Sunday, April 14, 2013
It all starts with this guy
Sunday's loss in Arizona perfectly summed up what the Dodgers have been about this young season: great starting pitching and no clutch hitting. Josh Beckett threw a complete game, gave up one run, and lost 1-0. How can they continue to give their pitchers a huge lack of run support?
It all comes back to Matt Kemp.
Kemp went 0-for-4, dropping his average to .174. He also struck out three times, the ninth time in 12 games he's had at least one strikeout, and his third multi-K game. He still doesn't have a homer, and only four RBIs.
To put things in perspective, last year through 12 games he was hitting .457 with 6 homers and 17 RBIs. In his (should have been) MVP season of 2011, his numbers were .425/1/6.
To say it's been a frustrating start to 2013 for Kemp is an understatement. And no surprise, it's been a frustrating overall experience for the whole offense, which went 0-for-6 with runners in scoring position on Sunday. Time and time again they've failed to cash in when needed the most. Simply put, it's been ugly.
It's not like the Dodgers aren't getting men on base. Right now they rank seventh in baseball with a .340 OBP. With runners in scoring position, those numbers tank, as they're 17-for-102 for a .167 average. That's just putrid.
Kemp is the key to these numbers taking a turn for the better. He can't single-handedly turn them around, but he sure can be a big part of it. He's had 16 at-bats in these situations, and only one hit to show for it (a two-run single on Saturday). As if his .174 average isn't bad enough, an .063 average with RISP is even worse.
Anyone with even a basic level of understanding of hitting can tell that Kemp is trying way too hard to kill the ball on every swing. Right now he's doing one of three things each plate appearance: swing and miss, fly out, or hit a weak grounder. You can count on one hand how many solid hits he's had this year. Heck, he only has eight total, so you don't even need two whole hands to do that.
I can only wonder if this season would be any different had Hanley Ramirez not gotten hurt in the last game of the World Baseball Classic. I think the domino effect has been obvious. Despite guys like Carl Crawford, Adrian Gonzalez, and Andre Ethier in the lineup, Kemp put more pressure on himself to pick up the slack created by that injury. The result has been a huge negative, as the added pressure to post big numbers has made him one of the easiest guys in the league to get out right now.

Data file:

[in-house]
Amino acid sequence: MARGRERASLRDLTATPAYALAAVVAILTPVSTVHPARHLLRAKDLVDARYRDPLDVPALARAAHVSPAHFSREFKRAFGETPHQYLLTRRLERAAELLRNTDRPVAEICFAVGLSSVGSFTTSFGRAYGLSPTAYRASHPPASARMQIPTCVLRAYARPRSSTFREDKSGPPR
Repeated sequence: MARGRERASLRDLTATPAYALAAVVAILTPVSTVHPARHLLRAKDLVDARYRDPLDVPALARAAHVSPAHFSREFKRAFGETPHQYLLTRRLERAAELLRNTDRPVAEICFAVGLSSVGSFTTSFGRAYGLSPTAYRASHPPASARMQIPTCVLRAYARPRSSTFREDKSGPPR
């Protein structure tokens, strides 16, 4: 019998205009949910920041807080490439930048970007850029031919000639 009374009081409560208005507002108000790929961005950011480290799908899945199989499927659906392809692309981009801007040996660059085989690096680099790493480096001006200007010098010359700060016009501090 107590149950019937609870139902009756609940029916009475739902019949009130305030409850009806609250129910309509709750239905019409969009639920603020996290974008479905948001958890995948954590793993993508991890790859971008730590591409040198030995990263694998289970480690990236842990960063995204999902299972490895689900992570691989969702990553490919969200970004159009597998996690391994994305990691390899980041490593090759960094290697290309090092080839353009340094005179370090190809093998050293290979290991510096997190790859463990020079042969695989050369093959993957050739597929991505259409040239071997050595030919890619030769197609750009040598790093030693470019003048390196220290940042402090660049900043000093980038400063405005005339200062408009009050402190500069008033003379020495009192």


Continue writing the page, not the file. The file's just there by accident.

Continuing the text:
Plus, I have to wonder if he's fully healthy himself. Let's not forget that a bum shoulder from running into the outfield wall in Colorado late last August caused him to hit .245 in September. He also missed half of May, all of June, and the beginning of July with a bad hamstring. He rested all offseason, but for a guy who wants to hit for power, it's fair to ask if something is still physically wrong with him.
Don Mattingly can't afford to give him much time off, but a day here or there might not be a bad idea right now. Gonzalez, Ethier and Crawford are swinging very well right now, and the Dodgers have little to show for it offensively because of Kemp. I know he prides himself on leading the team from the #3 hole, but some more rest might be needed.
Look, I don't expect Kemp to continue to play this poorly. It's not like he'll hit under the Mendoza Line, as there's way too much talent in that body. But even when Ramirez makes his return, the Dodgers will only go as far as Kemp can take them. They can still be good, but won't be great. That's on Kemp.
And until he gets back to driving the ball all over the park, expect to see more fantastic efforts like Beckett's wasted. That's the kind of impact he has on this team.